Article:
I fell in love with one of the members from Ecuador (Cristobal Jaque) and got married. We traveled and toured all over the states performing at different venues. Using my knowledge of different rhythms throughout my dancing career made it became easy for me to become the percussionist in our group.
It was in 1997 that I set up work for us in Alaska. I fell in love with this wonderfully beautiful state. The end of 1999 I bought my first house in a little town called Chugiak which is about 30 miles north of Anchorage and moved here in the spring of 2000.
We continue to play music in the summers as we are only able to work seasonally because 7 months out of the year, it’s winter. People on the whole up here are so friendly and look out for each other. It’s a matter of survival.
I feel blessed at my age to be able to continue performing and sharing another art form with the rest of the world. I will never forget my past, as it has made me who I am today, and will always have these wonderful memories to look back and reflect on when I am old and gray!
Taken in Steven Arnolds LA studio who was the founder of the Midnight
This was the very first Kashlama dance at the Dickens Fair. Yes, that was Jamila in the background.
Nahed Sabri dances with Fard Al Atrashe
Ready for more?
- 10-29-09 Interview with Jacqueline Lombard, Queen of the Dancers in the Golden Era of Tinseltown
They refused to play dance music or anything you asked for…got to admit, that really taught how to pull off a show & think quick on my feet. You never knew where they were going with the music, & they tried to make you look bad.
- 3-3-06 How MECDA Began Part II, To Whom It May Concer
I was very curious to hear what Fairuz had to say about how M.E.C.D.A. began, as I was one of the original dancers to organize it.
- 6-20-06 Unionizing Belly Dance:MECDA’s Beginnings, Part 3:Tying Up Loose Ends
The problem was that after the first strike, where the issues were so clear cut – no one had been paid since the owner gambled away our money, tip-sharing had just been instituted — people were unwilling to continue with strikes for getting contracts all over town.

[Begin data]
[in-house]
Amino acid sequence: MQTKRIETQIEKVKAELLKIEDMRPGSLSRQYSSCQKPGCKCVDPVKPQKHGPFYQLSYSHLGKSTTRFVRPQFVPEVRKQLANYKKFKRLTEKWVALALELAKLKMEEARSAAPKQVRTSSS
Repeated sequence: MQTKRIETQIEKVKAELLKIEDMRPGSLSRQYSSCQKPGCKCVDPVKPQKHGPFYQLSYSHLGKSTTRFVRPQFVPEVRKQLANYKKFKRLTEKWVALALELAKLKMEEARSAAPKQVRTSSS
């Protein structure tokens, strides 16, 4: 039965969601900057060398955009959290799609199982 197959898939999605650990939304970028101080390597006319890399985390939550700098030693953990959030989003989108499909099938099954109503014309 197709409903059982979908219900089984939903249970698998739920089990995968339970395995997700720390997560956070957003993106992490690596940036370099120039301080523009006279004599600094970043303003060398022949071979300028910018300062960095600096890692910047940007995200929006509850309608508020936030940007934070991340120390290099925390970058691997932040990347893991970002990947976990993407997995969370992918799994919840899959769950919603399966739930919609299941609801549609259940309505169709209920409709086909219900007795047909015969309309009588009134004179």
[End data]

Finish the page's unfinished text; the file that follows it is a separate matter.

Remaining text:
- 10-17-05 How MECDA Began
M.E.C.D.A., (Middle Eastern Culture and Dance Association) is a nationwide organization which began in 1977 for the purpose of organizing working dancers, sharing information between teachers…
- 4-3-05 The London Belly Beat!
They have nothing against tribal or fusion styles and seem to enjoy all belly dance.
- 2-12-02 What’s in a Name
We lived and breathed the dance and its ethnic beauty.
- 6-10-03 North Beach and Mark Bell
A lot of my getting the jobs was because I was there available when the opportunity arose.
- 10-30-00 Interview with Nazir Latouf
An interesting perspective on how a musician grows through the ranks in the Middle East. Includes how music and musicians are controlled and legitimized by the government agencies.
- 12-29-09 Are Reviews Relevant Anymore? Facing Our Wealth of Bellydance DVDs
I sometimes wonder how dancers are supposed to choose in the face of this overwhelming amount of information.
- 12-18-09 Welcome to the 2nd Miami Bellydance Convention, A Selection of Photos
Intercontinental Hotel in Miami, Florida, on September 4- 6, 2009, Winners,Teachers, Performers
- 12-17-09 Ozgen in LA, Turkish Dance Star in Los Angeles
He charmed everybody with his cute non-traditional names for intricate footwork patterns as well as his verbal expressions – at one point he referred to the flirtatious shoulder movements of Turkish Oryantal as “cuddly”!
- 12-14-09 The Wine Glass or The Wine? Dance Conversation with My Mentor
Sometimes, the mere beauty of glassware can be so impressive that it can far surpass the content.
- 12-9-09 Here Comes the Aroosa! Cairo Weddings
Frankly, the Egyptian girls can get away with being a bit raunchier, and I do try to be more modest with my movements so as not to look like a saucy little American number straight off the plane.